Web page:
We can ask ourselves: Do we know how to recognize the light of God’s love in our lives? Do we recognize it with joy and gratitude on the faces of the people who love us? Do we look around us for the signs of this light that fills our heart and opens it to love and service? Or do we prefer the straw fires of idols that alienate us and lead us to withdraw into ourselves? The great light of the Lord and the false, artificial light of idols. Which do I prefer?
May Mary, who kept the light of her Son in her heart even in the darkness of Calvary, accompany us always on the way of love.
After praying the Angelus, the Holy Father continued:
Dear brothers and sisters, these past days, my thoughts have turned often to the victims of the train accident that happened in Greece. Many were young students. I am praying for the deceased. I am near the wounded and their relatives. May Our Lady comfort them.
I express my sorrow for the tragedy that took place in the waters of Cutro, near Crotone, Italy. I pray for the numerous victims of the shipwreck, for their relatives and for those who survived. I express my appreciation and my gratitude to the local population and institutions for their solidarity and hospitality toward these our brothers and sisters. I renew my appeal to everyone so that similar tragedies may not be repeated. May human traffickers be stopped, may they continue not to dispose of the lives of so many innocent people! May the journeys of hope never more be transformed into journeys of death. May the clear waters of the Mediterranean no longer be bloodied by such tragic accidents! May the Lord give us the strength to understand and to weep.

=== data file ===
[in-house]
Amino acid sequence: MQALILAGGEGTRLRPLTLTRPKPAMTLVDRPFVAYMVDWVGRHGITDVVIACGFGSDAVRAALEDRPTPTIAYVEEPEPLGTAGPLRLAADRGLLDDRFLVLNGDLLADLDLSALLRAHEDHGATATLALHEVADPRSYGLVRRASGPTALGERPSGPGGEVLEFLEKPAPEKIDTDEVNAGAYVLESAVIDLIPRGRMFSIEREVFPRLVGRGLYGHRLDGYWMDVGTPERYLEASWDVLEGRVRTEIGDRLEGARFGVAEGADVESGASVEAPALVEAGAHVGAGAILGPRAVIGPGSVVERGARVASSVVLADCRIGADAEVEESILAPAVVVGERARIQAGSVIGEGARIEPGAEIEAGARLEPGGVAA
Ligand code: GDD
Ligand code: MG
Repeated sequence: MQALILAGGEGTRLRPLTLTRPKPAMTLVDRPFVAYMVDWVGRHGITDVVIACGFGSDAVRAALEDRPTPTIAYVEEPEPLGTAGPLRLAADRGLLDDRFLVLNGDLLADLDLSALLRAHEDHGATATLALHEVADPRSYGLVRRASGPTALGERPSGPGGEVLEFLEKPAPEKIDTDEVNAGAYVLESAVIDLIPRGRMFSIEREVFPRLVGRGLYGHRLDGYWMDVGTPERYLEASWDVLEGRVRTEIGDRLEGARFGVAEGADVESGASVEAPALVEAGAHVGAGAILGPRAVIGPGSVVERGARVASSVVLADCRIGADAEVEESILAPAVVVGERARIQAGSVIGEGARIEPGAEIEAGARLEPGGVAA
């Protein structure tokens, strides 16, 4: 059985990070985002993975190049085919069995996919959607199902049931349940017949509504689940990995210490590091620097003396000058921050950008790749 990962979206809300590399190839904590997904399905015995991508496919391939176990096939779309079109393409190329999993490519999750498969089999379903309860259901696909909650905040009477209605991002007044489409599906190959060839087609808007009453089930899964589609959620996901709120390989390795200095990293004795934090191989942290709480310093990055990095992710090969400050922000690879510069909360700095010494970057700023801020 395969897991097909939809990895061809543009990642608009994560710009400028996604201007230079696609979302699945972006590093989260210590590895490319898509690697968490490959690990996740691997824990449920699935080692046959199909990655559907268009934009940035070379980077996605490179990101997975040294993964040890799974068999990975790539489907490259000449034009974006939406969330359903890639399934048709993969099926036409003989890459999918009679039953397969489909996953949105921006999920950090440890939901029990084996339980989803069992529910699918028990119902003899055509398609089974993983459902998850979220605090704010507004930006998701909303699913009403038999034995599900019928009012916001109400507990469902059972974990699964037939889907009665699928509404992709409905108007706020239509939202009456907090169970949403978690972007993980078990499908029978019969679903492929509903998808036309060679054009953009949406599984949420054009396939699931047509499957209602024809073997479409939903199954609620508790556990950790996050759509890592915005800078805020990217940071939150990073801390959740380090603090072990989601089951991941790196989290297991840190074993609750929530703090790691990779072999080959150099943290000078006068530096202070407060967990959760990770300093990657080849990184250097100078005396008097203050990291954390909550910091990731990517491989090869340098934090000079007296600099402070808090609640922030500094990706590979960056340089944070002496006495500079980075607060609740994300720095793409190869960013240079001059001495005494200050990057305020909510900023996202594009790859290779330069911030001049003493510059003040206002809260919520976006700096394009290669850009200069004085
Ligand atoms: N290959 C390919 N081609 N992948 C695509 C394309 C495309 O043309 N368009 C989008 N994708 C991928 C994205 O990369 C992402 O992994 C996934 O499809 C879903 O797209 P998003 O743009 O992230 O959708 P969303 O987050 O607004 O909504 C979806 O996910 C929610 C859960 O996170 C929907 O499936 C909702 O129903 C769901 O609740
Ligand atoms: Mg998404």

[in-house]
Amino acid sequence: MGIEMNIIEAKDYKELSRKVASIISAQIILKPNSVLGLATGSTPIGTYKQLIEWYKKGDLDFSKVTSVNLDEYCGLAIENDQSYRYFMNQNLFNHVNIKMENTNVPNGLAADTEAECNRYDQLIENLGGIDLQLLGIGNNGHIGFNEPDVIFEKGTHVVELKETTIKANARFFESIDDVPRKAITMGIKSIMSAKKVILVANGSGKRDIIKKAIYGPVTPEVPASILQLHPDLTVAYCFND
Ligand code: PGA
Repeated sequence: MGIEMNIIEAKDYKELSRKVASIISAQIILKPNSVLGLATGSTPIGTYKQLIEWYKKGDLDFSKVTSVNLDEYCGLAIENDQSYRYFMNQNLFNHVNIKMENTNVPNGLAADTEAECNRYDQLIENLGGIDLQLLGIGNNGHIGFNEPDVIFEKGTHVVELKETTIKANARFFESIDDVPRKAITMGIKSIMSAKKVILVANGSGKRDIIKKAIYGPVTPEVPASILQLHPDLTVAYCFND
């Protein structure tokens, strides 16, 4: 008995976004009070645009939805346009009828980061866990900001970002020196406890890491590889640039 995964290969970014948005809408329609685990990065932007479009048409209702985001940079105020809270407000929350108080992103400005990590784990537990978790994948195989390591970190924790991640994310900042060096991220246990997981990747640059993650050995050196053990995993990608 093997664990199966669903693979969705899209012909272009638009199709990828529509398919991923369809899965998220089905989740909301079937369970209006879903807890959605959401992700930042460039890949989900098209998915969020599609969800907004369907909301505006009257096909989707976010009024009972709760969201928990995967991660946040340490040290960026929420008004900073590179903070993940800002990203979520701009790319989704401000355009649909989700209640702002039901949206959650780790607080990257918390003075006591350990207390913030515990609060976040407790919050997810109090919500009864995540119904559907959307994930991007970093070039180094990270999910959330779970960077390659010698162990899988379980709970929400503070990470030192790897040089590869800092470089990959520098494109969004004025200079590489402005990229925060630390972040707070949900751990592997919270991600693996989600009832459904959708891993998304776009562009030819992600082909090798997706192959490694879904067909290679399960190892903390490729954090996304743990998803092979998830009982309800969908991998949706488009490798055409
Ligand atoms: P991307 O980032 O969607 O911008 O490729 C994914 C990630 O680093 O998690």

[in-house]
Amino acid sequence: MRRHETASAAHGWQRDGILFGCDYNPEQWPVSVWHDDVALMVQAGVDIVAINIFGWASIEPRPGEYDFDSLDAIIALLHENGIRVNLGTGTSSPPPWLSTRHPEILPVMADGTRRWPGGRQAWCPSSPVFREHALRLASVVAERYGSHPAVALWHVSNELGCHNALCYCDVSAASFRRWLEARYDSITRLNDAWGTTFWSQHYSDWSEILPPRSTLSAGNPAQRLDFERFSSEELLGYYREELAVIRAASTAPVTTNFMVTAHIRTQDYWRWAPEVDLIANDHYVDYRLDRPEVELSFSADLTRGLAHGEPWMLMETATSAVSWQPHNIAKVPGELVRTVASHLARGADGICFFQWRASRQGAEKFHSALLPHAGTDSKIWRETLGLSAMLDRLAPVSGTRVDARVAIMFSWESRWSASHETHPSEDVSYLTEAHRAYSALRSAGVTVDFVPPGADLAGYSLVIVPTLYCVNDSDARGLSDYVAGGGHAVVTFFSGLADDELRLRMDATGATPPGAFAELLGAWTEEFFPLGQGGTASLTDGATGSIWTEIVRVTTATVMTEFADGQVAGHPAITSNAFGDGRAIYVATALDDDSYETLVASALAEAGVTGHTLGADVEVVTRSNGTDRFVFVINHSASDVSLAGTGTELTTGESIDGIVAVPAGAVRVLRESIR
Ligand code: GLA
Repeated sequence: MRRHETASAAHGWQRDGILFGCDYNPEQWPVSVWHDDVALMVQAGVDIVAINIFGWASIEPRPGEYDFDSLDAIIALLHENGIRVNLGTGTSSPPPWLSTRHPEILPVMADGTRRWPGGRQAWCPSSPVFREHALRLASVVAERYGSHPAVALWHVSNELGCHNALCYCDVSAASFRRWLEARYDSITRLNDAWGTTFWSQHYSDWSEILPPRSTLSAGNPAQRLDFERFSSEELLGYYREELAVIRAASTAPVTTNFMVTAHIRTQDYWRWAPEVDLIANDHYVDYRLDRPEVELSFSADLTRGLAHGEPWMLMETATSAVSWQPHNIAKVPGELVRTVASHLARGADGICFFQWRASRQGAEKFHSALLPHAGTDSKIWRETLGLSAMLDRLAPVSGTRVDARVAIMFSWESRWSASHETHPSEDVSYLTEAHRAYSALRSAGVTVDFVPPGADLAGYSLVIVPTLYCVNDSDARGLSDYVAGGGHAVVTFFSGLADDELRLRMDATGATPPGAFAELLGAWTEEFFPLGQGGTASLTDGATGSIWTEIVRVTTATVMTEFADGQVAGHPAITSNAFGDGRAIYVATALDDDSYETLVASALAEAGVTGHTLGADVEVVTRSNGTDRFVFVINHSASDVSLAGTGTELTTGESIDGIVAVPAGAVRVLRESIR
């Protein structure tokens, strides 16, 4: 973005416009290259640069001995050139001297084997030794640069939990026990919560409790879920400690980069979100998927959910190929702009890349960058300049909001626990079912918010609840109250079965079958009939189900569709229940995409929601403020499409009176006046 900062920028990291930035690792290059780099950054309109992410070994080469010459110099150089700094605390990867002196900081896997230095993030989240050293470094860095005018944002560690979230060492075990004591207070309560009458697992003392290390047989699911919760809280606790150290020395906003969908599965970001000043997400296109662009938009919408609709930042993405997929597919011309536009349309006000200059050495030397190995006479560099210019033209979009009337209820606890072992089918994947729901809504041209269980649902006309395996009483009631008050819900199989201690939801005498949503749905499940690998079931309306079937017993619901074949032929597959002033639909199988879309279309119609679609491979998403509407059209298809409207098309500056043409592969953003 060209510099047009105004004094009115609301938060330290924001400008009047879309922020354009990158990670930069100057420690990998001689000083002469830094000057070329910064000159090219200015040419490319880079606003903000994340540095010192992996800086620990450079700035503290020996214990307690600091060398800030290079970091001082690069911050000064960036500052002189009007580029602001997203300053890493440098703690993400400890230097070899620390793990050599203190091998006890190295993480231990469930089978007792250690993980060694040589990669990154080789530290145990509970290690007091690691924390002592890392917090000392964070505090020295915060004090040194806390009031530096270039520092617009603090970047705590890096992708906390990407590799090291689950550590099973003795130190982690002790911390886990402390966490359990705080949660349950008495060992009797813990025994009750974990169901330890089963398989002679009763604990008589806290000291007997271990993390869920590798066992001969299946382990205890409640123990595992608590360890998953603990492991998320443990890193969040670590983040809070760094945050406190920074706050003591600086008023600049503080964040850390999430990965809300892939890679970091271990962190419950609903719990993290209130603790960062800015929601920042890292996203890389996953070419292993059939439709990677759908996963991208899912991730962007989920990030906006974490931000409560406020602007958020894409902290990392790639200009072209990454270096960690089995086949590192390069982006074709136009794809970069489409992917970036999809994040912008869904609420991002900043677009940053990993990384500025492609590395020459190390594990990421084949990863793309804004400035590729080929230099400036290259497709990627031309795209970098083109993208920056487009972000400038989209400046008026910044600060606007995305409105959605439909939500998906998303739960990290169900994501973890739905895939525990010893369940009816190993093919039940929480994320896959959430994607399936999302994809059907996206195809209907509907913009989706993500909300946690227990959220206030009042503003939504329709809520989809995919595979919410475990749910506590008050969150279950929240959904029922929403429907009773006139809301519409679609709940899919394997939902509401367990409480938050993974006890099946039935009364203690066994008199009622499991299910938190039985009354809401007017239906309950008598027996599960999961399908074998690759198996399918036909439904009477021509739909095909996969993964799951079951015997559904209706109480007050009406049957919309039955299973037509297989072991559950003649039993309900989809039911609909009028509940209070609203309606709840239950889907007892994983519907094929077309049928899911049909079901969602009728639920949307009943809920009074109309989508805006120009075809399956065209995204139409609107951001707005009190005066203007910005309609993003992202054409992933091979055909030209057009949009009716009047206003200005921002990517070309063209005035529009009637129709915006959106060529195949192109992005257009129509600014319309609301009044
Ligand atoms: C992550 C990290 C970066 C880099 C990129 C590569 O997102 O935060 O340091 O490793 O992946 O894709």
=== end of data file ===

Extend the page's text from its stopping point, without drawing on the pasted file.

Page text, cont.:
I greet all of you, people from Rome and pilgrims from Italy and various countries. In particular, I greet the Ukrainian community of Milan, who has come on the occasion of the fourth centenary of the martyrdom of the Bishop, Saint Josaphat, who gave his life for the unity of Christians. Dear brothers and sisters, I praise your efforts to welcome your compatriots who have fled from the war. May the Lord, through the intercession of Saint Josaphat, grant peace to the battered Ukrainian people.
I greet the pilgrims from Lithuania and the Lithuanian community of Rome who are celebrating Saint Casimir, as well as the Catholic Romanian community from Zaragoza, Spain; and the parish groups who have come from Murcia and Jerez de la Frontera, Spain; and from Tbilisi, Georgia.
I greet the faithful from Burkina Faso, the Confirmation candidates from Scandicci and from Anzio; the faithful from Capaci, Ostia and San Mauro Abate in Rome.
I wish all of you a happy Sunday. Please, do not forget to pray for me. Enjoy your lunch. Arrivederci!